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The aim of the report of the Organisation for Economic Collection and Development is to raise awareness among readers of the dynamics, technical functionality and potential impacts of AI by focusing on women. It also presents changing skills demands in the labour market. It also highlights the impact of AI on women entering the workplace and the implications of AI for their working environment and career development.

Very briefly, the report highlights the following six findings:

  • More digital retraining/upskilling programmes are needed for women: AI is changing the structure of the labour market by creating new demands on workers’ skills, necessary to understand how AI systems work. In a similar way, not only cannot women remain unaffected by this change, but it is imperative to respond to the growing demand for ICT professionals.  Governments, NGOs, academic institutions, businesses should ensure that programmes for retraining women or upskilling their digital skills are designed and implemented. It is the only solution to reduce the gap between women’s access to digital knowledge and to fill jobs in digital professions.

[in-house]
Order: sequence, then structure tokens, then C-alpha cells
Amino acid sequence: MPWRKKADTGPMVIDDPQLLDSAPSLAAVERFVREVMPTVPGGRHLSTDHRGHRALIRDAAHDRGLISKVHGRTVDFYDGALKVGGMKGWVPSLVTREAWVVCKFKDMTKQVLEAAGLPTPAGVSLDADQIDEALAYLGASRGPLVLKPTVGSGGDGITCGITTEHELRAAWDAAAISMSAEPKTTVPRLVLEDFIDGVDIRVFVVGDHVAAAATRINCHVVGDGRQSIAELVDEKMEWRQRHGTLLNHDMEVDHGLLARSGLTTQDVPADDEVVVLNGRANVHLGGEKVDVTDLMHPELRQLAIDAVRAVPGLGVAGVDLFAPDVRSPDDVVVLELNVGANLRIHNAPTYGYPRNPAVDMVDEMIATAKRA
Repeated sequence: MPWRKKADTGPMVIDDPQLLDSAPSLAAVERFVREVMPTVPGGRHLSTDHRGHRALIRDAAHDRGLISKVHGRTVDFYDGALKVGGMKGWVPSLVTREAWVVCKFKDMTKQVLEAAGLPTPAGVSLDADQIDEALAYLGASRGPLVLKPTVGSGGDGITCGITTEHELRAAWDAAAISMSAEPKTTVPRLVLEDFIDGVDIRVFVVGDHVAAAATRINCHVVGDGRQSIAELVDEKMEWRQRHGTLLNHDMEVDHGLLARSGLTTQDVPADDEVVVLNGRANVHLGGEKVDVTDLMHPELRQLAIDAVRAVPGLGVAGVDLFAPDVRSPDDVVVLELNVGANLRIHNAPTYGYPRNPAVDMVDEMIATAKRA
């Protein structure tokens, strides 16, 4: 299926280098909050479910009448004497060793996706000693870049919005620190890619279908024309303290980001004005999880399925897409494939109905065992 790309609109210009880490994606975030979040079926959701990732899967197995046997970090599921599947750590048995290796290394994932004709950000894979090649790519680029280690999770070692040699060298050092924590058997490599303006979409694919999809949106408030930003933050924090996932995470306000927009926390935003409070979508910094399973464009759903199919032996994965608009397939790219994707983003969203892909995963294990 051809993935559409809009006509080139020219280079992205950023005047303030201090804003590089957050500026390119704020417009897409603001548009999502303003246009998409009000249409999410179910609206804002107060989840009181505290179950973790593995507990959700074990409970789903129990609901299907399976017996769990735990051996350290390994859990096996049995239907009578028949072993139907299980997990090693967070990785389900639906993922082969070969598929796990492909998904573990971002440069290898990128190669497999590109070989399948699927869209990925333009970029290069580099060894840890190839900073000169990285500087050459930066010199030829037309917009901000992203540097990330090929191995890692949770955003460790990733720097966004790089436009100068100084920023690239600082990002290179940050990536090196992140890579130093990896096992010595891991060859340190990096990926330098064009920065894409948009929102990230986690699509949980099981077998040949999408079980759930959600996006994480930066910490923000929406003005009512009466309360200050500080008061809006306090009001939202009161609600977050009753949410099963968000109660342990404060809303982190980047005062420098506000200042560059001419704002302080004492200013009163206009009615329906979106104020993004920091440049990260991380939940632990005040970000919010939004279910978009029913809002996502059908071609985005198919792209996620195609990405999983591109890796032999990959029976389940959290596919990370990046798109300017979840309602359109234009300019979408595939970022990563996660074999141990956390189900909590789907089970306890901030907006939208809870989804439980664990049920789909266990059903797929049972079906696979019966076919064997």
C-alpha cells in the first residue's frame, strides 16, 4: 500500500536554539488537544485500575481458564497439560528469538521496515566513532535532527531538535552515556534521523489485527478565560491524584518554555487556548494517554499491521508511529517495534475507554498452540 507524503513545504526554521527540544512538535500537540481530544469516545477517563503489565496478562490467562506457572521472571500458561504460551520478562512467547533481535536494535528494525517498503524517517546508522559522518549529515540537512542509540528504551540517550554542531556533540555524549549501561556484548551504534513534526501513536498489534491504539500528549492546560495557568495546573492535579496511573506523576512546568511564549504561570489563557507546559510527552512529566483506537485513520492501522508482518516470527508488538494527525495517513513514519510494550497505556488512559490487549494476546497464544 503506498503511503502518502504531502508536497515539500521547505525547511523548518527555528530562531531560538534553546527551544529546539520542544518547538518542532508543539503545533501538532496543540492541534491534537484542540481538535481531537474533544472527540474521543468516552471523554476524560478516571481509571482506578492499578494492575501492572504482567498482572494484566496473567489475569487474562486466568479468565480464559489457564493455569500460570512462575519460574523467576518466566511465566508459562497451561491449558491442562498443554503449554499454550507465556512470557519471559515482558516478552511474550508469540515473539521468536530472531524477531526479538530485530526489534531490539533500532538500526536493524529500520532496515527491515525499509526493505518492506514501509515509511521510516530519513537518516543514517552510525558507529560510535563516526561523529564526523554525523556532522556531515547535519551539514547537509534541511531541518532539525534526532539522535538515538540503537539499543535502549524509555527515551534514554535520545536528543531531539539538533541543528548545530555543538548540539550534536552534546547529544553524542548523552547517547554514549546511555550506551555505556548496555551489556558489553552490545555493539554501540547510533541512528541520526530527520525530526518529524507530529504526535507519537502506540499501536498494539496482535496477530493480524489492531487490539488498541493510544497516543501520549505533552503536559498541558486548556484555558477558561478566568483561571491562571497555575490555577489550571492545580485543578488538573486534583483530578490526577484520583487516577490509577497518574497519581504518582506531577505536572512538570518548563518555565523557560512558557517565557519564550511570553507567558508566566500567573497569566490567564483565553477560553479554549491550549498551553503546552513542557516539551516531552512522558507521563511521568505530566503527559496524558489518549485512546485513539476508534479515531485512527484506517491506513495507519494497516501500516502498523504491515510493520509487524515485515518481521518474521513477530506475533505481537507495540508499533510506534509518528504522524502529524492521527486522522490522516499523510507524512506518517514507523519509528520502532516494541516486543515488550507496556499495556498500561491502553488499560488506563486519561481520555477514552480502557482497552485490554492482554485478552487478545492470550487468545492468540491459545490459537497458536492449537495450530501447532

• Women should be encouraged to pursue ICT careers: It is a key call for women to engage in AI in a professional capacity, which, in order to be satisfied, requires the provision of STEM educational programmes to girls and women.
  • It is worth appreciating that AI systems have multiple and different influence on women’s daily lives from country to country. For this reason, the design and implementation of AI tools or public policies on AI must take into account the cultural and social specificities of each country.
  • There is a need to ensure the involvement and mobilisation of the largest possible number of actors, both public and private, in public issues related to AI. When designing/implementing public AI policies, all stakeholders take into account vulnerable social groups as well as create balancing trends in the working environment for women.
  • It must be understood that social stereotypes are often embedded in the design and implementation of AI systems. For example, virtual personal assistants may promote specific gender stereotypes. For this reason, at all stages of a public policy promoting an equal working environment, special conditions should be taken into account, such as the role of women in work, the lower pay they earn compared to their male colleagues, the family and household obligations that they mainly bear.
  • More and more academic research is needed to justify the functionality of AI as well as to protect the rights of AI-related workers. As AI systems affect work in general but also women’s working lives in particular, the social implications of the wider use of AI need to be understood.

The following link The Effects of AI on the Working Lives of Women READ online (oecd-ilibrary.org) can read the OECD report.

© OECD